For us to help each student succeed, each of us needs to use accommodations for students with ADHD. While 11% of students are diagnosed with ADHD, each student possesses different strengths and weaknesses; so there’s no such thing as a typical ADHD student. This week’s blog will focus on social skills.
Students with ADHD experience difficulty making and sustaining friendships. Their impulsivity or hyperness may turn-off peers. They may have trouble picking up on social cues, and they may have trouble controlling emotions. Now imagine yourself as a sophomore with ADHD who has had trouble developing social skills. Learning, whether academic or “real-life” is a social activity, and for most students, friends are the primary reason to come to school. Again, take a second to put yourself in this student’s shoes.
So what can we, as educators, do to ensure the success of ADHD students both academically and socially?
- Use cooperative learning activities with clearly assigned roles for each student. Flexible and purposeful grouping of students is essential as placing students with ADHD with other students who struggle socially or executive functioning struggles will not yield success.
- Strategically partner students for activities like Think-Pair-Share, Shared Verbal Fluency, Rally Robin, Timed Pair Share, etc.
- When possible, have ADHD students share or teach peers when they are successful.
- Provide structure and supervision. ADHD students benefit from pre-conferencing (explain expectations and provide positive feedback at the beginning of class/prior to an activity).
- Because ADHD students may ramble or say inappropriate things, they benefit from structured conversations or the ability to practice what they are going to say before speaking to the entire class.
- Focus on the big things. ADHD students often struggle to remain on-task and well-behaved for 85 minutes. They know the rules but have trouble executing and internalizing.
- Create processes to slow ADHD students down. This may be writing or verbalizing a plan of action for an assignment or creating a to-do list for a larger assignment. Use of wait time in questioning is an important strategy as well.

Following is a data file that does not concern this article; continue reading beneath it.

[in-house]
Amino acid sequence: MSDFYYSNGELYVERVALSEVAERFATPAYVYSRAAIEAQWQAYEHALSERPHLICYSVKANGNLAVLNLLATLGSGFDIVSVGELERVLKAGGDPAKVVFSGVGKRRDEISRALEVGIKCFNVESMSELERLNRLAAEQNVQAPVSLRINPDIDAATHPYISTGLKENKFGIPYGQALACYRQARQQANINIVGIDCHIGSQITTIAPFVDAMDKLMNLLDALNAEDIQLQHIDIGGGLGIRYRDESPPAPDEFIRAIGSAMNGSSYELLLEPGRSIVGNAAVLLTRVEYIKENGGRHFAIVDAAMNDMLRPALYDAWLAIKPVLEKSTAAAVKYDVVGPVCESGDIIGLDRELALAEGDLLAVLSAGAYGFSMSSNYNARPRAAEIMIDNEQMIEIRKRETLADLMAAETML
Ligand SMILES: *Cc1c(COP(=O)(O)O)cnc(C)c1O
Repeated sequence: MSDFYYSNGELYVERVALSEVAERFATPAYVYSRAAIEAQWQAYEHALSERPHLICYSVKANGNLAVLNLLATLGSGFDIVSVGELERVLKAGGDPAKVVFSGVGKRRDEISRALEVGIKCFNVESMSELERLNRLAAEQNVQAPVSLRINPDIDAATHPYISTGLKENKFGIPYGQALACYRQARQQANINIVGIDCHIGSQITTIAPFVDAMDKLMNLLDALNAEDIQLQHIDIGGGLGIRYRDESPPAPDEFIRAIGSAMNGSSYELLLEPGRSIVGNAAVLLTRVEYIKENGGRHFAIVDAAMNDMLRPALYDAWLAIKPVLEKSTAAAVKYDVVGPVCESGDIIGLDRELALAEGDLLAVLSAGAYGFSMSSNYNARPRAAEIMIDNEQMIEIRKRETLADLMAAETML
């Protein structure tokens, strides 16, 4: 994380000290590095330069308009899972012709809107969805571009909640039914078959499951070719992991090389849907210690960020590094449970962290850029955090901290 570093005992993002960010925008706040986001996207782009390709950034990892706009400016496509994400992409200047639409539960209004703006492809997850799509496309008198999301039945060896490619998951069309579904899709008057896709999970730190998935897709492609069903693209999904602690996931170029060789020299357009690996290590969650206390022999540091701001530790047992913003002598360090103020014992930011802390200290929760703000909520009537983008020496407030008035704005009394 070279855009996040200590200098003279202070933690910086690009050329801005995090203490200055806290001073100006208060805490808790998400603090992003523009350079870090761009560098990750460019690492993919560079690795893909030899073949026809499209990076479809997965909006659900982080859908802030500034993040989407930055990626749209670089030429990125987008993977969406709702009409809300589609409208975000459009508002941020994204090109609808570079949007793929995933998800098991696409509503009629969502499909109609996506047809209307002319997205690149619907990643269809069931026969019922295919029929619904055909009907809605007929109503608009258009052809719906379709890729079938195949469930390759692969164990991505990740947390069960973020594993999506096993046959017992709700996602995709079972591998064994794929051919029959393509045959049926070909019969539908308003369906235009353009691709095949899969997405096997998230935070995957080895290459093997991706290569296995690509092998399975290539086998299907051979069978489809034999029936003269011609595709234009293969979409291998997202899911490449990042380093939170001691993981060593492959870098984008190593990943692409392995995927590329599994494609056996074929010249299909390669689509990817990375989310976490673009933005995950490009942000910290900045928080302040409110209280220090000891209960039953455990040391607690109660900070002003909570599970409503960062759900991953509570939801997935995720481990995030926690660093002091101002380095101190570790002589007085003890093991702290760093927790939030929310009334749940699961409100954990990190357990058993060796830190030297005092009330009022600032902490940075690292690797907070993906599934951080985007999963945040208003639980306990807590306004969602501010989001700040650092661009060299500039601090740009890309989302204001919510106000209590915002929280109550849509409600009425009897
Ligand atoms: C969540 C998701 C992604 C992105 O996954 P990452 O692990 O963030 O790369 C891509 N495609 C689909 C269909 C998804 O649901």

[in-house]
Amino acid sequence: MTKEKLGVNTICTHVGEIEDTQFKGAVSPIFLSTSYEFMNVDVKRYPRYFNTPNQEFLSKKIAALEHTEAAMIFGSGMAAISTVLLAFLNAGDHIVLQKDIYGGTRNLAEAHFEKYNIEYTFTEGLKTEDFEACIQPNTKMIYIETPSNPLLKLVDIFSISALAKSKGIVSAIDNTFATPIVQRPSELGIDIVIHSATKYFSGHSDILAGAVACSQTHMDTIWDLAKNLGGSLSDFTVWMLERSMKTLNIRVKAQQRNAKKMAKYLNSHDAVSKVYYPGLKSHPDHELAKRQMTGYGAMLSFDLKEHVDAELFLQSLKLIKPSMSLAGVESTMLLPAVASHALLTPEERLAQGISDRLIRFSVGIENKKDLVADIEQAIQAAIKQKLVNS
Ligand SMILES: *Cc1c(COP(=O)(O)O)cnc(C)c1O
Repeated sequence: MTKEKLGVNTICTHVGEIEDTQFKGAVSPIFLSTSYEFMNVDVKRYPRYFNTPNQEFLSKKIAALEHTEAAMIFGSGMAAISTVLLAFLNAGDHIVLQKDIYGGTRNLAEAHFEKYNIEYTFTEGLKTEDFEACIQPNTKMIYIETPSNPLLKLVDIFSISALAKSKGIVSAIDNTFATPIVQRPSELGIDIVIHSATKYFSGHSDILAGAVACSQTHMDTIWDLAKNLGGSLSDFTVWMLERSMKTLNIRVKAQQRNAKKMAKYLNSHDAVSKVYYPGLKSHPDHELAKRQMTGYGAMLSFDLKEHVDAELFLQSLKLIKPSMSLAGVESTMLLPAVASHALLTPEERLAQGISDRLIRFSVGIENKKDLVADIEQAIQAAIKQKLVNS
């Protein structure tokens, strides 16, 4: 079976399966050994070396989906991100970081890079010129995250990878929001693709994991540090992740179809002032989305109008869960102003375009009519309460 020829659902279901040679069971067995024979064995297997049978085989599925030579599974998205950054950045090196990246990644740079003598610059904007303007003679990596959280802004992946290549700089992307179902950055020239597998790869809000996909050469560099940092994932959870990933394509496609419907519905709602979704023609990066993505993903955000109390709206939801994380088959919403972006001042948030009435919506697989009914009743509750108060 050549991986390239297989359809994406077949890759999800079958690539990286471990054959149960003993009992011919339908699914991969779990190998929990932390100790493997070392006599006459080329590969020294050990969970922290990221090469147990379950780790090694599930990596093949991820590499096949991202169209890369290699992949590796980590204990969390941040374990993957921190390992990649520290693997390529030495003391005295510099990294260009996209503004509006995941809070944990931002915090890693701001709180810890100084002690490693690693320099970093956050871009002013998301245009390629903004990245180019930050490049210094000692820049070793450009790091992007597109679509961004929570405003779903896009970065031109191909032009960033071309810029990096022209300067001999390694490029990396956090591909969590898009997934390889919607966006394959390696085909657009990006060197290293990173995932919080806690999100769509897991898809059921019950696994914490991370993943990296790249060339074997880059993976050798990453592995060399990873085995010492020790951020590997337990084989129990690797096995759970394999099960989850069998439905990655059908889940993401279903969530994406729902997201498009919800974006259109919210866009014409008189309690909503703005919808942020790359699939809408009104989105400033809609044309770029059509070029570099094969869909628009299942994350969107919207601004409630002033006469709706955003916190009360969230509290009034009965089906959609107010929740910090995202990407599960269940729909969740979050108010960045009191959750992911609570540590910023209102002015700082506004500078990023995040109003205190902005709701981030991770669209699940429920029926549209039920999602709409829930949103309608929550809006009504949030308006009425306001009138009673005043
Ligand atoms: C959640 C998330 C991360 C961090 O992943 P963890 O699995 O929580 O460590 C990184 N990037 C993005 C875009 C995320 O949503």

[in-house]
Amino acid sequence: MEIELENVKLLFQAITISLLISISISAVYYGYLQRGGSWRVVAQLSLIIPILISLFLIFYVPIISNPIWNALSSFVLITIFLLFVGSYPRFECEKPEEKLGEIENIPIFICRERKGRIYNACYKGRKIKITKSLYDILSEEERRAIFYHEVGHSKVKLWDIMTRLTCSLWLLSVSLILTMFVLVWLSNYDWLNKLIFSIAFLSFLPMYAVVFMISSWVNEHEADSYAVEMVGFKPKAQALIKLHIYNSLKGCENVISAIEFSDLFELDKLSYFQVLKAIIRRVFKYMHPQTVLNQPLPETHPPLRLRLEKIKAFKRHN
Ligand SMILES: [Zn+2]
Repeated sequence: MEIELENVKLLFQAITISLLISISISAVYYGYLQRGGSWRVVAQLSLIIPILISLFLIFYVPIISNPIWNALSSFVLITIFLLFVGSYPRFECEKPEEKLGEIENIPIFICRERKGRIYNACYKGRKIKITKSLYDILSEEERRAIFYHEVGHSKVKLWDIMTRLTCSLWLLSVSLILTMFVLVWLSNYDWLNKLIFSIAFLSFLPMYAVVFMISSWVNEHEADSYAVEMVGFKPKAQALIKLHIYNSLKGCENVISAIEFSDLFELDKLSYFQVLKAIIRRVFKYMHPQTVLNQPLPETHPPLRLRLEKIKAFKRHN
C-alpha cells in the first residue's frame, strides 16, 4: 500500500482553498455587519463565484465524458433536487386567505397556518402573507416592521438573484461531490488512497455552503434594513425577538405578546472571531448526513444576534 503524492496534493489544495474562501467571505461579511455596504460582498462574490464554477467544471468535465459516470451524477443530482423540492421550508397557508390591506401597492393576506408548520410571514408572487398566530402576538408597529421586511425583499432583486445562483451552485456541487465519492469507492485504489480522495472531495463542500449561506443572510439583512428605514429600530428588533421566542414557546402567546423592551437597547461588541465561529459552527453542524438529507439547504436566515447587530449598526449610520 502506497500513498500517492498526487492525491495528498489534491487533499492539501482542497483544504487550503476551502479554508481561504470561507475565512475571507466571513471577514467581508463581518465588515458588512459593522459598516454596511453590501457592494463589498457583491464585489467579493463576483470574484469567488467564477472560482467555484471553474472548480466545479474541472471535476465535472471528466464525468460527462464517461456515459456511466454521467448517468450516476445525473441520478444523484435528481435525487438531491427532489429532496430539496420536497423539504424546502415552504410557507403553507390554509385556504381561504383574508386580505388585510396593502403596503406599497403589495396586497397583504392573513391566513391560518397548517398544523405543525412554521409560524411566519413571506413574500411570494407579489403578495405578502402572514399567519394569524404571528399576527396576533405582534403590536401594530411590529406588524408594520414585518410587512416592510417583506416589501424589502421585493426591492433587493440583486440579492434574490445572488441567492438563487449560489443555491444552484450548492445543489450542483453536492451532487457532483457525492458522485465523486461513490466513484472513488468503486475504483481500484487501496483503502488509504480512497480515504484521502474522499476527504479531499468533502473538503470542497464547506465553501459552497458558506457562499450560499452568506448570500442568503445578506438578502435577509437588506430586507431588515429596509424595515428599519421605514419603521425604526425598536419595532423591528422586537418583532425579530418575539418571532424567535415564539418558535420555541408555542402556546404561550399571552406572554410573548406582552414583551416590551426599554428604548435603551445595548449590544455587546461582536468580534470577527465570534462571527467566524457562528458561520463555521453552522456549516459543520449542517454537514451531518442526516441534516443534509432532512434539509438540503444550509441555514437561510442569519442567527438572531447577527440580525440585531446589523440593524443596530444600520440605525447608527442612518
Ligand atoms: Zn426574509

- Allow ADHD students time to practice social skills.
- Create a signal/cue to help ADHD students improve their social skills.
Positive Referrals: https://goo.gl/forms/HZtZoQqHoa2SWT0H3
Friday Activity Calendar (Mentorship/Portfolio/Club Day) : March 3 is Mentorship (Tolerance and Pep Rally Survey on MoHS webpage)
Portfolio Assistance If you have a student who needs assistance setting up his/her portfolio, click here
Technology / Website Permission Request Form http://go.shr.lc/1HovEA6 Please use this form to request use of a website that requires student log-in if the site is not already on the approved list. DART approved list
Morning Announcement Stream: http://streaming.k12albemarle.org/ACPS/links.htm Please be sure to have announcements cued and ready to go at 8:55 every morning.
Announcement Request: http://tinyurl.com/requestannouncement
Calendar and Memo Items
Help Save The Next Girl: 9th and 10th grades, Feb 28; 11th and 12th grades, March 1 Here’s the schedule
March 6-10: Writing SOL for Re-testers and Transfers
March 9: Parent-Teacher Conferences
March 21 & 22: All 10th graders will take Writing SOL tests
March 28: Middle School/Rising 9th Grader Visit; No Mustang Morning
March 30: End 3rd Quarter
April 21: Spring Pep Rally
Project-Based Learning: The What, Why, and How! -April 3
Virginia Association for the Gifted is excited to offer an introduction to Project-Based Learning: The What, Why, and How at the Lynchburg City Schools' Information Technology Center. Participants will explore delivery models by engaging in the creative process of developing their own project step by step with collaborative support from instructors and peers. All participants will receive resources for building future units along with a collection of previously developed ideas. Deadline for registration is March 29 and the event is April 3.
March 1: Mark Knight (custodian)
March 3: Chris Stanek
Worth Your Time